How do these expenses for living in Cambodia compare to yours?
A 2-bedroom apartment with a pool in the capital city for $500, a $5 massage for an hour, a full-time nanny or housekeeper for $120 a month, meals out for $2, taxis for a dollar or two.
A while back I put out a book on cutting your expenses in half by moving abroad. (Get it here!) In the course of that, I interviewed loads of expats living in different countries. If you pinned me to the wall and said I had to tell you which country was the absolute cheapest place to live in Southeast Asia, Cambodia would be the answer. It’s one of the cheapest places to live in the world really, edged out by just a few.
Cheap Living, Somewhat Easy Visa
On top of the cheap living and the pure ease of getting things done, this used to be a country that let you easily stick around for a while. When I interviewed Justin Garnett for the book he said, “You just pay a little extra when you arrive for the upgrade. Then you can extend for a full year for $280. From there it’s very easy to rent a space and open a bar, a restaurant, or a service business. As long as you don’t do anything stupid, it’s no problem.”
Alas, easy visas you can get at a motorbike shop or travel agency seldom last, especially in an election year when candidates need to talk about crackdowns. Those nasty immigrants are always a good target.
While this used to be one of the easiest countries in the world to work legally, in 2018 the visas regulations have changed and are actually being implemented this time around. Foreigners who want to stay in the country long term will now need a work permit to extend their visas for 6 or 12 months. There are ways around it, but you can’t just show up and get a one-year visa anymore just by paying a couple hundred bucks.
It is still easier to live here on a tourist visa than it is in Thailand, with less frequent border runs, but assume you will only be able to stay six months at most after arrival, with extensions, less after you have been here a while. Here’s how local resident Jen Joslin explained it in her post on living in Phnom Penh, the capital.
Currently, getting an Ordinary (E) visa is as simple as showing up at an airport or land border, ticking a box, and paying a few dollars more than the Tourist visa price. You need an Ordinary (E) visa if you want to extend your stay in Cambodia for more than one month. You can extend that visa to a three-month E visa one time without leaving the country. If it is your first time in Cambodia, then you can extend your Ordinary (E) visa for a six month (E) visa one time. Otherwise, to get an (E) visa for 6 months or one year you now need to have a government-issued work permit.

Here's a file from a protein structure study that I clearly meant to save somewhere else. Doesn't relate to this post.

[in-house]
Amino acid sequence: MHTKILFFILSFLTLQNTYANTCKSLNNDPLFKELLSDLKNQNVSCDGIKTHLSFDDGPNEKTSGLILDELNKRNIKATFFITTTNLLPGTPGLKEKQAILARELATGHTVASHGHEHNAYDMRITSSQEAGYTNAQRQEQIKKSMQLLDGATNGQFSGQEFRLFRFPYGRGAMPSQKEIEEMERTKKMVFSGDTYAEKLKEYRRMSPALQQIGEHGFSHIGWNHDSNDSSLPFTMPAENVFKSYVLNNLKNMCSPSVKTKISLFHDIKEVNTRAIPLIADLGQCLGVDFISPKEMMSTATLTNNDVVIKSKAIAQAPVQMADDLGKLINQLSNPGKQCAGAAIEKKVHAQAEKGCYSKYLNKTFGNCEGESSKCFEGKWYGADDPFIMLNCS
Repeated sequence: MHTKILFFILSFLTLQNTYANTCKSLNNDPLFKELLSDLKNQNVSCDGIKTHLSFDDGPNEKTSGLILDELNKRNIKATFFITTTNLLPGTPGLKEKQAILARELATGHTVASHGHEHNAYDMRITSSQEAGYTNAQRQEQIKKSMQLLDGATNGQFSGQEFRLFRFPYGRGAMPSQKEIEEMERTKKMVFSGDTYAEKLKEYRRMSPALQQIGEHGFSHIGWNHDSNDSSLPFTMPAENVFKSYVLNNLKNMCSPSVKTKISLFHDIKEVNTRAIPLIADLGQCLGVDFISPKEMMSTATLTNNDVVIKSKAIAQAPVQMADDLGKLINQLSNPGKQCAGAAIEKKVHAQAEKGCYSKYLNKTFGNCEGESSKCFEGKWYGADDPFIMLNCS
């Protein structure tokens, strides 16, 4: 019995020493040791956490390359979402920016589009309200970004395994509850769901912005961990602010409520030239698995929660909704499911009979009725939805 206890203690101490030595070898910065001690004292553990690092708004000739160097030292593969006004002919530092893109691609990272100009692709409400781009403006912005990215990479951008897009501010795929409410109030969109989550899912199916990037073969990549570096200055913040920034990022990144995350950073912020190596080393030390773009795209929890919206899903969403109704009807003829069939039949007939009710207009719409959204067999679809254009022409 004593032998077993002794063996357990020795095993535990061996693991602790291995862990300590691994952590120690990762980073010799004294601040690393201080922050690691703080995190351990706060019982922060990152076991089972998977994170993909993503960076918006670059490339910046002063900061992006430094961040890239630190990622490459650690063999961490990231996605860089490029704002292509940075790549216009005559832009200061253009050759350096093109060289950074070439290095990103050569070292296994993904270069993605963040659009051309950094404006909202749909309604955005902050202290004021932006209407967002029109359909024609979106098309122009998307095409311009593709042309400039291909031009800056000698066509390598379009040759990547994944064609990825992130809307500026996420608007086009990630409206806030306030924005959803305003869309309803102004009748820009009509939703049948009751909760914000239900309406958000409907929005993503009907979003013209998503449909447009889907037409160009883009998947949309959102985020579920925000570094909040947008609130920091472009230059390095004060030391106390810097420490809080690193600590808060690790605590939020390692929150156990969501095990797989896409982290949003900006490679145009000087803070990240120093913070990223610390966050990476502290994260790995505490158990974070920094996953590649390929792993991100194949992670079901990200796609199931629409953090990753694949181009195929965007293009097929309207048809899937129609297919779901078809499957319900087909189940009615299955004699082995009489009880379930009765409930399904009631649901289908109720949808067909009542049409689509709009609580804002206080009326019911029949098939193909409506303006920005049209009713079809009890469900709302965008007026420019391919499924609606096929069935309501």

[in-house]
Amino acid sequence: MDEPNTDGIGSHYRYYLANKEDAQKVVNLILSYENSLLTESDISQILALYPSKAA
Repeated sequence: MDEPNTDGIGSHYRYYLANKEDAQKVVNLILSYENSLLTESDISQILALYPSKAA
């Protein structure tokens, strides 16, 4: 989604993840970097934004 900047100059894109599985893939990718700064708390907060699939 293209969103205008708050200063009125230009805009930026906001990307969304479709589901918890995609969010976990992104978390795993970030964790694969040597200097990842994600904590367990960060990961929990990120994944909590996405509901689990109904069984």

If you do qualify, your business visa is good for one year.
Apartment and House Deals in Cambodia
As with anywhere you’d want to live, it pays to take your time finding a place to stay to get the best deal. If you look online though, the prices are quite reasonable even for those in a hurry. In Phnom Penh, the most expensive places are right by the river and you can pay as much as you do now if you want. But they go down quickly as you count the blocks back from there. It is common to spend $300-$400 for a one-bedroom condo and $400-$650 for one that has several bedrooms and lots of facilities. Naida Dizdarevic, Regional Director of Operations for Journeys Within, a Wild Frontiers Company, pays $350 a month for her “one-bedroom western style apartment in a good area” of the capital. She pays $30 to $50 a month on utilities.
American couple Jen and Stevo live near the Russian Market in Phnom Penh, another popular area for expats with lots of great restaurants and bars. They pay $400 plus about $75 in utilities per month for a one bedroom serviced apartment with a rooftop gym and weekly cleaning service. They spend about $1600 per month for both of them to live in Phnom Penh, all in.
In Siem Reap prices are far lower. If you spend $600 there you’re going to have a swanky villa with a pool, all utilities included. Most of the condos and apartments you can find online range from $250 to $550 per month. Go to a smaller town with fewer tourists and it drops again from there.
When I asked Humphrey what he spends on a regular basis, he stressed that he was living large and wasn’t very careful with his money. “I earn about $2,000 a month and I spend about $1,500,” he said. Even in the nicest bars, it’s still 50-75 cents for a half pint of beer. Liquor here is cheaper than at duty free in an airport. If you spend more than $4 on a meal it was a very fancy place. Women are cheap, but I’m not a player now,” he insists. “I have a girlfriend.”
“There are plenty of dirty old men on a pension down at the beaches though,” he adds, “and I know a few that easily get by on $1,200 a month. They live well on that amount.”